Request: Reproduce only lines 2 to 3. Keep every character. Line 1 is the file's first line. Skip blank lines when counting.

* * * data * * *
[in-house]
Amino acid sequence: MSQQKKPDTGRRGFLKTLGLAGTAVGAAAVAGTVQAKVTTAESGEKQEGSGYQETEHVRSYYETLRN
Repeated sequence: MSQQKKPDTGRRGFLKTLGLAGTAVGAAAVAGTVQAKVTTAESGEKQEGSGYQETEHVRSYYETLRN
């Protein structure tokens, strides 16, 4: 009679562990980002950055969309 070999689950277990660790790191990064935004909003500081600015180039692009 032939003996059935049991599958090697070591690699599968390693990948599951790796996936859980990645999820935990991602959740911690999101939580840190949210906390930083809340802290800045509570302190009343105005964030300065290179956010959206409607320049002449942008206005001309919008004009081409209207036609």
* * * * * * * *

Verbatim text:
Amino acid sequence: MSQQKKPDTGRRGFLKTLGLAGTAVGAAAVAGTVQAKVTTAESGEKQEGSGYQETEHVRSYYETLRN
Repeated sequence: MSQQKKPDTGRRGFLKTLGLAGTAVGAAAVAGTVQAKVTTAESGEKQEGSGYQETEHVRSYYETLRN